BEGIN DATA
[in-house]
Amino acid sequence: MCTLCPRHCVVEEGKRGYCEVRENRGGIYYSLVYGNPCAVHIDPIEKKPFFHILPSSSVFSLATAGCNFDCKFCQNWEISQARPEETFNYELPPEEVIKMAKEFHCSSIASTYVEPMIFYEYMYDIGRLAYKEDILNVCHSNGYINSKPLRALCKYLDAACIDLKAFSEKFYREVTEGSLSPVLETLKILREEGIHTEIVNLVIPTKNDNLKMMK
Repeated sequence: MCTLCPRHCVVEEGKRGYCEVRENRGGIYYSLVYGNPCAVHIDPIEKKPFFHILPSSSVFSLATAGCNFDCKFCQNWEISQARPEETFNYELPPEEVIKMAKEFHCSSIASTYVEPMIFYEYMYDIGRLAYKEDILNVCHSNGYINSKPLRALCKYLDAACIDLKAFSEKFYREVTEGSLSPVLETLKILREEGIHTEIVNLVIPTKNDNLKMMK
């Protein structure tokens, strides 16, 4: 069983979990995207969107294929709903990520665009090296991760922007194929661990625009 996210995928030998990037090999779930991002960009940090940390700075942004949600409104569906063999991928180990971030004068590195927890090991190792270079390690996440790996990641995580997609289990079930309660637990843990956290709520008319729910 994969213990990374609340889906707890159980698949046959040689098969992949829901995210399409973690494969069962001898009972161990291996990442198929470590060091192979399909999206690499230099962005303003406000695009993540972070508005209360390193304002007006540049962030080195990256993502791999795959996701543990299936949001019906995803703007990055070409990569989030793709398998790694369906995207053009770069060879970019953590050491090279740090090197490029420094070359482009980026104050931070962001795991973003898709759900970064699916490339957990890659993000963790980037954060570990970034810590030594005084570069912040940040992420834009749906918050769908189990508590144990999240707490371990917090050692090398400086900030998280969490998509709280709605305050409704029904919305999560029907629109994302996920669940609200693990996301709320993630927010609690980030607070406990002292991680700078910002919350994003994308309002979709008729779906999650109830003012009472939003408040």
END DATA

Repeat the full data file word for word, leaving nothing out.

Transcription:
[in-house]
Amino acid sequence: MCTLCPRHCVVEEGKRGYCEVRENRGGIYYSLVYGNPCAVHIDPIEKKPFFHILPSSSVFSLATAGCNFDCKFCQNWEISQARPEETFNYELPPEEVIKMAKEFHCSSIASTYVEPMIFYEYMYDIGRLAYKEDILNVCHSNGYINSKPLRALCKYLDAACIDLKAFSEKFYREVTEGSLSPVLETLKILREEGIHTEIVNLVIPTKNDNLKMMK
Repeated sequence: MCTLCPRHCVVEEGKRGYCEVRENRGGIYYSLVYGNPCAVHIDPIEKKPFFHILPSSSVFSLATAGCNFDCKFCQNWEISQARPEETFNYELPPEEVIKMAKEFHCSSIASTYVEPMIFYEYMYDIGRLAYKEDILNVCHSNGYINSKPLRALCKYLDAACIDLKAFSEKFYREVTEGSLSPVLETLKILREEGIHTEIVNLVIPTKNDNLKMMK
């Protein structure tokens, strides 16, 4: 069983979990995207969107294929709903990520665009090296991760922007194929661990625009 996210995928030998990037090999779930991002960009940090940390700075942004949600409104569906063999991928180990971030004068590195927890090991190792270079390690996440790996990641995580997609289990079930309660637990843990956290709520008319729910 994969213990990374609340889906707890159980698949046959040689098969992949829901995210399409973690494969069962001898009972161990291996990442198929470590060091192979399909999206690499230099962005303003406000695009993540972070508005209360390193304002007006540049962030080195990256993502791999795959996701543990299936949001019906995803703007990055070409990569989030793709398998790694369906995207053009770069060879970019953590050491090279740090090197490029420094070359482009980026104050931070962001795991973003898709759900970064699916490339957990890659993000963790980037954060570990970034810590030594005084570069912040940040992420834009749906918050769908189990508590144990999240707490371990917090050692090398400086900030998280969490998509709280709605305050409704029904919305999560029907629109994302996920669940609200693990996301709320993630927010609690980030607070406990002292991680700078910002919350994003994308309002979709008729779906999650109830003012009472939003408040």